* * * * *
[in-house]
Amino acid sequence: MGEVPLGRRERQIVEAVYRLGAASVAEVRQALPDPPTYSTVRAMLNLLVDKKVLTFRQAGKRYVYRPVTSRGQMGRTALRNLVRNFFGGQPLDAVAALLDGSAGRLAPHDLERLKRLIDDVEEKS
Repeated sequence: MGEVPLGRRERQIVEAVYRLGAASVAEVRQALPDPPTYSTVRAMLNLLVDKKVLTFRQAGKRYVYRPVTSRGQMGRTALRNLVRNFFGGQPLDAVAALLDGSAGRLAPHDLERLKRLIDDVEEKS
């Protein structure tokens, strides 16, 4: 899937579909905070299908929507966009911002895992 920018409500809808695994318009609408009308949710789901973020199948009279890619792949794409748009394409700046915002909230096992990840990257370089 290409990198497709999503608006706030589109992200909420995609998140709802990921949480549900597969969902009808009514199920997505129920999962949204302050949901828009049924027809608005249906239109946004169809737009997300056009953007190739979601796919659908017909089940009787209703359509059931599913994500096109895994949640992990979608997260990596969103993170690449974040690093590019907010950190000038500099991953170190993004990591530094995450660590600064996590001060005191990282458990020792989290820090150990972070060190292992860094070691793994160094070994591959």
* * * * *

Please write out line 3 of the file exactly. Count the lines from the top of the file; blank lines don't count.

Repeated sequence: MGEVPLGRRERQIVEAVYRLGAASVAEVRQALPDPPTYSTVRAMLNLLVDKKVLTFRQAGKRYVYRPVTSRGQMGRTALRNLVRNFFGGQPLDAVAALLDGSAGRLAPHDLERLKRLIDDVEEKS